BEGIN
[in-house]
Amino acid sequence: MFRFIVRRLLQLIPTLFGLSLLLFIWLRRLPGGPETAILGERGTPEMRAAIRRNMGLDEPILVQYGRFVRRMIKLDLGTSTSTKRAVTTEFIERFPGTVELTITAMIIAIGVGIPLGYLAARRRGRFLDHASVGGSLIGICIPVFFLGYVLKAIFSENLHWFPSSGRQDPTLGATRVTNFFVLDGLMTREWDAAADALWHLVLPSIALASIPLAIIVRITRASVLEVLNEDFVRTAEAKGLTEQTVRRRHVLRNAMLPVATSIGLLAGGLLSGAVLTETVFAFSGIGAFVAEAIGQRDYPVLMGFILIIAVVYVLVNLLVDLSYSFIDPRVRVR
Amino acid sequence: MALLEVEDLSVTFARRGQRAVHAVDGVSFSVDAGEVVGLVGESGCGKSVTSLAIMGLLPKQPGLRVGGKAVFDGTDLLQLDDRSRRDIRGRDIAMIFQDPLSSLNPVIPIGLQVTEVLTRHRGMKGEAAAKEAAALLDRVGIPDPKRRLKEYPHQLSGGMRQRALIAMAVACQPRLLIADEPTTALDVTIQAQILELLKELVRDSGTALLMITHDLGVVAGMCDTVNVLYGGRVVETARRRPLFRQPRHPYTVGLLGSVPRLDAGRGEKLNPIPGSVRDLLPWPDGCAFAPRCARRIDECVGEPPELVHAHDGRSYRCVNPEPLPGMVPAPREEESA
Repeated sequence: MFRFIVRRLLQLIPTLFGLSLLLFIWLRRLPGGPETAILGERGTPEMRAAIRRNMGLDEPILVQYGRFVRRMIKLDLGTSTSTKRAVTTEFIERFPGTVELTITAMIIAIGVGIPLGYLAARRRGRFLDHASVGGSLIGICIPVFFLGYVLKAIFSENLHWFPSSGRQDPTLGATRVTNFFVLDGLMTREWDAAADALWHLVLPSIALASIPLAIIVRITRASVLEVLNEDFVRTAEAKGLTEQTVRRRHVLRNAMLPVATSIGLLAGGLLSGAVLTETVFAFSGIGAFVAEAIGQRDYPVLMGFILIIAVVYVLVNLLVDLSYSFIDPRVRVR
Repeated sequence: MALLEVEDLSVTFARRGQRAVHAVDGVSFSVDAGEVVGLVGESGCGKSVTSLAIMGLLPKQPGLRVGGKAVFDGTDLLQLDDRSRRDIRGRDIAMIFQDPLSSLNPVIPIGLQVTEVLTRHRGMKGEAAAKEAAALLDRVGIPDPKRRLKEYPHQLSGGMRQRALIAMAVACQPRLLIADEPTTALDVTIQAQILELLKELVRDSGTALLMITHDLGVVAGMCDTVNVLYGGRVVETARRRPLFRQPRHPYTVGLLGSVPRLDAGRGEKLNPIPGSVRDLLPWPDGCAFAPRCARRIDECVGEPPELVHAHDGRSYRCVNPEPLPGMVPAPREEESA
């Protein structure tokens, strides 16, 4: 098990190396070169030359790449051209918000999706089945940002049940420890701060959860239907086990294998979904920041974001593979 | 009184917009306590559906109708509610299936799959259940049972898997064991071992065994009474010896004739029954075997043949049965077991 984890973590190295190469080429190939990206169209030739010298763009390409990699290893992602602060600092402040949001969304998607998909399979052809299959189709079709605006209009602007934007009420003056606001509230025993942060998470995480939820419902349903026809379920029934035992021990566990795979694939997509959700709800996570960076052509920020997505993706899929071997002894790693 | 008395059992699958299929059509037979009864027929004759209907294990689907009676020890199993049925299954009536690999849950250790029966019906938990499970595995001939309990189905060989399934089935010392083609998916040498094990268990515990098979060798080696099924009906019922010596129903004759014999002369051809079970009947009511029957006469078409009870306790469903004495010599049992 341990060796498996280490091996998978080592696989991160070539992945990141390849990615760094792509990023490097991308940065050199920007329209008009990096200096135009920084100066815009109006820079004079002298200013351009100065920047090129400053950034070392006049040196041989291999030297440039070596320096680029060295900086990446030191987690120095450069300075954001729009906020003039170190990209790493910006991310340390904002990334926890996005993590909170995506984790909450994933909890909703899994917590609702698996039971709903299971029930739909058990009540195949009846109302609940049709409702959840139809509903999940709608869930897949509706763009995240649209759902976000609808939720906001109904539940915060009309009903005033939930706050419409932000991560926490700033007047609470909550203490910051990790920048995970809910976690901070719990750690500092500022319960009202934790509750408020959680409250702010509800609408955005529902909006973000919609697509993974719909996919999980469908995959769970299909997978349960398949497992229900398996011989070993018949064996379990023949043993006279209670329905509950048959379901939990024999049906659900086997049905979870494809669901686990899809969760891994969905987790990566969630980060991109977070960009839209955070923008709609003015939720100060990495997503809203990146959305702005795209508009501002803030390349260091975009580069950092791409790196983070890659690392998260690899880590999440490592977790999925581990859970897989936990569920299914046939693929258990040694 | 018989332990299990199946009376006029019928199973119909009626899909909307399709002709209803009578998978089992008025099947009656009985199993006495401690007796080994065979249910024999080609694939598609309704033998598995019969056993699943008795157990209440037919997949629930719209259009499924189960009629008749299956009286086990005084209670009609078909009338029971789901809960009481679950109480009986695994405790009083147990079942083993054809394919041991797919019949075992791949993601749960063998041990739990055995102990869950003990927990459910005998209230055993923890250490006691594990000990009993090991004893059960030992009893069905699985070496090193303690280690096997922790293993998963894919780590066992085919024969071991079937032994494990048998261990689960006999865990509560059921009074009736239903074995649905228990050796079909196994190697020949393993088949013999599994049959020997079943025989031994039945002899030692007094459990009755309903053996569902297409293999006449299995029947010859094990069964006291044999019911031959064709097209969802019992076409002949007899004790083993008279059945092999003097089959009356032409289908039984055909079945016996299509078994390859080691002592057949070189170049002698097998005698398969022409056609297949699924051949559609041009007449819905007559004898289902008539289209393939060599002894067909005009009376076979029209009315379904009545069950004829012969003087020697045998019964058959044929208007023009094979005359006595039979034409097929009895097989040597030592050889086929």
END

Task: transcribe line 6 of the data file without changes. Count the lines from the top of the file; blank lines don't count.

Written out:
């Protein structure tokens, strides 16, 4: 098990190396070169030359790449051209918000999706089945940002049940420890701060959860239907086990294998979904920041974001593979 | 009184917009306590559906109708509610299936799959259940049972898997064991071992065994009474010896004739029954075997043949049965077991 984890973590190295190469080429190939990206169209030739010298763009390409990699290893992602602060600092402040949001969304998607998909399979052809299959189709079709605006209009602007934007009420003056606001509230025993942060998470995480939820419902349903026809379920029934035992021990566990795979694939997509959700709800996570960076052509920020997505993706899929071997002894790693 | 008395059992699958299929059509037979009864027929004759209907294990689907009676020890199993049925299954009536690999849950250790029966019906938990499970595995001939309990189905060989399934089935010392083609998916040498094990268990515990098979060798080696099924009906019922010596129903004759014999002369051809079970009947009511029957006469078409009870306790469903004495010599049992 341990060796498996280490091996998978080592696989991160070539992945990141390849990615760094792509990023490097991308940065050199920007329209008009990096200096135009920084100066815009109006820079004079002298200013351009100065920047090129400053950034070392006049040196041989291999030297440039070596320096680029060295900086990446030191987690120095450069300075954001729009906020003039170190990209790493910006991310340390904002990334926890996005993590909170995506984790909450994933909890909703899994917590609702698996039971709903299971029930739909058990009540195949009846109302609940049709409702959840139809509903999940709608869930897949509706763009995240649209759902976000609808939720906001109904539940915060009309009903005033939930706050419409932000991560926490700033007047609470909550203490910051990790920048995970809910976690901070719990750690500092500022319960009202934790509750408020959680409250702010509800609408955005529902909006973000919609697509993974719909996919999980469908995959769970299909997978349960398949497992229900398996011989070993018949064996379990023949043993006279209670329905509950048959379901939990024999049906659900086997049905979870494809669901686990899809969760891994969905987790990566969630980060991109977070960009839209955070923008709609003015939720100060990495997503809203990146959305702005795209508009501002803030390349260091975009580069950092791409790196983070890659690392998260690899880590999440490592977790999925581990859970897989936990569920299914046939693929258990040694 | 018989332990299990199946009376006029019928199973119909009626899909909307399709002709209803009578998978089992008025099947009656009985199993006495401690007796080994065979249910024999080609694939598609309704033998598995019969056993699943008795157990209440037919997949629930719209259009499924189960009629008749299956009286086990005084209670009609078909009338029971789901809960009481679950109480009986695994405790009083147990079942083993054809394919041991797919019949075992791949993601749960063998041990739990055995102990869950003990927990459910005998209230055993923890250490006691594990000990009993090991004893059960030992009893069905699985070496090193303690280690096997922790293993998963894919780590066992085919024969071991079937032994494990048998261990689960006999865990509560059921009074009736239903074995649905228990050796079909196994190697020949393993088949013999599994049959020997079943025989031994039945002899030692007094459990009755309903053996569902297409293999006449299995029947010859094990069964006291044999019911031959064709097209969802019992076409002949007899004790083993008279059945092999003097089959009356032409289908039984055909079945016996299509078994390859080691002592057949070189170049002698097998005698398969022409056609297949699924051949559609041009007449819905007559004898289902008539289209393939060599002894067909005009009376076979029209009315379904009545069950004829012969003087020697045998019964058959044929208007023009094979005359006595039979034409097929009895097989040597030592050889086929």